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Roundup of news and issues related to northern San Diego County (Wednesdays)
Republicans in the District 5 Supervisor’s race spar over marijuana and affordable housing, the mayor’s seats in Oceanside and Carlsbad are up for grabs, and more in this week’s roundup of North County news.
With his decision Wednesday not to seek reelection, Congressman Darrell Issa joined a long list of Republicans retiring from Congress this cycle.
The California’s 49th Congressional District is the target of national Democratic attention, but VOSD’s Jesse Marx writes that Republicans are still hopeful they can keep it. Several politicos have already jumped in the race.
One is Assemblyman Rocky Chávez, from Oceanside, who briefly ran for the U.S. Senate race in 2016. Republican strategists believe Chávez stands a good chance against Democrats if he can get past his own party’s leaders, who’ve expressed frustration over his support for a cap-and-trade bill last summer and more.
Another likely contender is California State Board of Equalization member Diane Harkey, who, as Marx reports, has already gotten endorsements. State Sen. Pat Bates, from Laguna Niguel, is also being named as a possibility. According to the San Diego Rostra blog, 90 percent of Bates’ state district corresponds with Issa’s congressional district.
Jason Roe, a major Republican consultant, told VOSD that Issa’s departure may temper the expected surge of Democratic voters in November.
“Whoever the Republican candidate is moving forward won’t have the same kind of visibility and won’t be as motivating to Democratic activists as Darrell was,” Roe said.
A debate this week, between two Republican candidates for the District 5 supervisor seat, suggested that marijuana is going to be the issue that cleaves voters.
San Marcos Mayor Jim Desmond said he could be counted on to carry his opposition to marijuana to the Board of Supervisors and linked cannabis to the county’s homelessness crisis. Oceanside City Councilman Jerry Kern, however, said he would see through rules allowing marijuana operations.
“I think it is wrong for an elected official to say, ‘They didn’t really mean it, they didn’t know what they were voting for, we’re going to interpret that for them because they weren’t bright enough,’” Kern said. “It is my job as an elected public official to carry out the will of the people.”
Kern has been a part of the ad-hoc committee in Oceanside drafting recommendations for pot. Last month, the City Council narrowly voted to direct staff to work on rules for medical marijuana operations, based on those recommendations.
Kern said he’s also been working with the county Farm Bureau and its president to help farmers grow commercial amounts of cannabis legally.
Desmond said he’s “OK with medical marijuana,” but voted for a blanket ban on marijuana operations because Proposition 64 also gave local jurisdictions the ability to control marijuana through land-use restrictions.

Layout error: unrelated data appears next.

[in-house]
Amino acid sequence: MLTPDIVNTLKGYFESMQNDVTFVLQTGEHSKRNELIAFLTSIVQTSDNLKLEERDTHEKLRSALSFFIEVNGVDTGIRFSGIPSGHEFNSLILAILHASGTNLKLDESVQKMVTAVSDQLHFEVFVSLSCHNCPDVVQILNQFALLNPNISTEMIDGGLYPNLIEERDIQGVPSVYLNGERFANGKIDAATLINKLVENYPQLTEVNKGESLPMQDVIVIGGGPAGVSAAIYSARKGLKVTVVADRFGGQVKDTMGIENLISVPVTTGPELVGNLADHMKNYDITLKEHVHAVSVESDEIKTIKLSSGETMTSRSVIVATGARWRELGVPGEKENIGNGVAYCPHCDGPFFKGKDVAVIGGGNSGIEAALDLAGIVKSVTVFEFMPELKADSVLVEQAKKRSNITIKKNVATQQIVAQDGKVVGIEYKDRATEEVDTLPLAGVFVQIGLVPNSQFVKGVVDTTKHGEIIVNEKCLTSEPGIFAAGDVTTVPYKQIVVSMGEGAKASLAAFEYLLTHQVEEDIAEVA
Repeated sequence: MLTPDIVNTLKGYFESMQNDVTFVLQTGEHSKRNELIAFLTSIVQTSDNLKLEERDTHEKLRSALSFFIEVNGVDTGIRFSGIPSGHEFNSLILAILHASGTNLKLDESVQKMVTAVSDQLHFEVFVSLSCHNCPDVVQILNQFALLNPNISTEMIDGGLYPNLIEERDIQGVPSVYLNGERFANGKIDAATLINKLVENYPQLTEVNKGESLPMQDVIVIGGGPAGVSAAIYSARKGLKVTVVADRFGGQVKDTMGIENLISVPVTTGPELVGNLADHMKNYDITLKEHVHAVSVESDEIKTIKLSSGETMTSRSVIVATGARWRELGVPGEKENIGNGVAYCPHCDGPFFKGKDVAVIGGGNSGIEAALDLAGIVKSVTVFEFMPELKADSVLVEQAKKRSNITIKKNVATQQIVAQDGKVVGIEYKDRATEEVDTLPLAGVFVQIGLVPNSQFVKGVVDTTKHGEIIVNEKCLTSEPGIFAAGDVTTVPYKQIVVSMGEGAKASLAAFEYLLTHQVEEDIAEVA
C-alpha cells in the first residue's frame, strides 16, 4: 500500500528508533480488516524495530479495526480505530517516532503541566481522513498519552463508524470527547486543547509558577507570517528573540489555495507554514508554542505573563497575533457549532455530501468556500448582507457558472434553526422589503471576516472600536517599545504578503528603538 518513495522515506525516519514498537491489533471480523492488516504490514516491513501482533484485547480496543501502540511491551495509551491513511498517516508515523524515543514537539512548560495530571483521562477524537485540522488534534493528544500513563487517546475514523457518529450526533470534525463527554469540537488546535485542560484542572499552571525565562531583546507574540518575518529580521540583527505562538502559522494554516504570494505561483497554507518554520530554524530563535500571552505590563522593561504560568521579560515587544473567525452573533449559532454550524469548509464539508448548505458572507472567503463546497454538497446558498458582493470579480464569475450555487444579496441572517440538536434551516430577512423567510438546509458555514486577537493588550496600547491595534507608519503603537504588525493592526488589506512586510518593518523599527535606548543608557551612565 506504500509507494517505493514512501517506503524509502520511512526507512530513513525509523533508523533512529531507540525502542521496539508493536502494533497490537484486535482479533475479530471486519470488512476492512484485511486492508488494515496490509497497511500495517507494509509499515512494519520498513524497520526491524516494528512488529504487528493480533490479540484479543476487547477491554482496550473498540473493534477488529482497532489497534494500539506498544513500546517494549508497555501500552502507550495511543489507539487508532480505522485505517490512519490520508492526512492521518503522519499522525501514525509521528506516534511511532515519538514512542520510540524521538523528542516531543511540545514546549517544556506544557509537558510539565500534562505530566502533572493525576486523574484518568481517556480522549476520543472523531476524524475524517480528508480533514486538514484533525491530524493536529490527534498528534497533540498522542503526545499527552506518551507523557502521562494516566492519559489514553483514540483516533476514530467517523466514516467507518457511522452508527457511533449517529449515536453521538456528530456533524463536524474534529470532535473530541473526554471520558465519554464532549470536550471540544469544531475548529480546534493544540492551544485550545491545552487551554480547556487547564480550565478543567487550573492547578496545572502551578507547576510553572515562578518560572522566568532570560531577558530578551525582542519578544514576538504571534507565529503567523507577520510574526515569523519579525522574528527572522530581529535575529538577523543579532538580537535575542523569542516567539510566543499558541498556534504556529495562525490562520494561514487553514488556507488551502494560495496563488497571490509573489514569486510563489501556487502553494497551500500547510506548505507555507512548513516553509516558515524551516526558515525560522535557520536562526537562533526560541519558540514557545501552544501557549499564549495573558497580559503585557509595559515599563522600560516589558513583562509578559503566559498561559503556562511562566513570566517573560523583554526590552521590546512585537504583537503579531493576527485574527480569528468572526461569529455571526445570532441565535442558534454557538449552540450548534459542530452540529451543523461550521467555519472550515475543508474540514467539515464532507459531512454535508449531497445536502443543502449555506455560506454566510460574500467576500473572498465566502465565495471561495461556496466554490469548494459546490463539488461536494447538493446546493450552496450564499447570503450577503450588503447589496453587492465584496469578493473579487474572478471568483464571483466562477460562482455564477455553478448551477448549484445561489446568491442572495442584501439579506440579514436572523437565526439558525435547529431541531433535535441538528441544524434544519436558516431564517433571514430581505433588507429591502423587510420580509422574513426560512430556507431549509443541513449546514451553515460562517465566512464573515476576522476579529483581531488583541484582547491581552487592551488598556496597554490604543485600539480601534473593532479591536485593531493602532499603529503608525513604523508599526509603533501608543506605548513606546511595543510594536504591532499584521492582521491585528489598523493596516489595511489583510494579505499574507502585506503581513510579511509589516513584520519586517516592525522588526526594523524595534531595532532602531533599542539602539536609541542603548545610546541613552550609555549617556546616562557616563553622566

“In the city of San Marcos, we heard our citizens loud and clear: No cultivation, no manufacturing, and no dispensaries,” he said.
Marijuana users, he predicted, were “going to be the greatest leech upon government services,” and pointed to a survey showing that 90 percent of homeless people in San Diego suffered from some type of substance abuse.
The debate also covered new taxes and bonds (both candidates are against), infrastructure in the backcountry (both support getting money for projects) and housing.
On that front, Desmond acknowledged that homes are becoming more expensive, but stressed that an increase in supply would need to be balanced against an increase in traffic.
Kern said there’s not much being built today for the middle class, and he attributed that to cost increases that come from delays in the planning process.
“We are 100,000 housing units short in the county right now,” Kern said. “Everyone says our housing is like an hourglass; there’s the top, it’s squeezed in the middle, and you have affordable housing at the bottom. That’s not true at all — it’s a martini glass. There’s all these upper-end houses, because of the costs and the time. You have nothing in the middle.”
While the race for the 49th Congressional District and 5th Supervisor District heat up, so too are fights for the mayors’ chairs in Oceanside and Carlsbad.
In Oceanside, where the mayor’s seat was vacated by Jim Wood, who resigned on Jan. 1 after suffering a stroke, Deputy Mayor Chuck Lowery is angling to get the council to appoint him to finish the mayor’s term despite receiving little support from fellow council members.
In his parting letter, Wood recommended City Clerk Zack Beck or former City Manager Peter Weiss for the job.
Wood told the Union-Tribune he thought it would be difficult for the council to make an appointment, meaning the seat could go to a special election in June — if the council acts quickly — or in November.
Meanwhile, in Carlsbad, Democratic City Councilwoman Cori Schumacher announced she will challenge Republican Matt Hall, who is serving his second term as the city’s mayor.
Schumacher was elected in 2016, but with the city’s switch to district elections, she’s already up for reelection. The Coast News reports that Councilman Mark Packard and challenger Mary Viney will be competing for Schumacher’s current seat.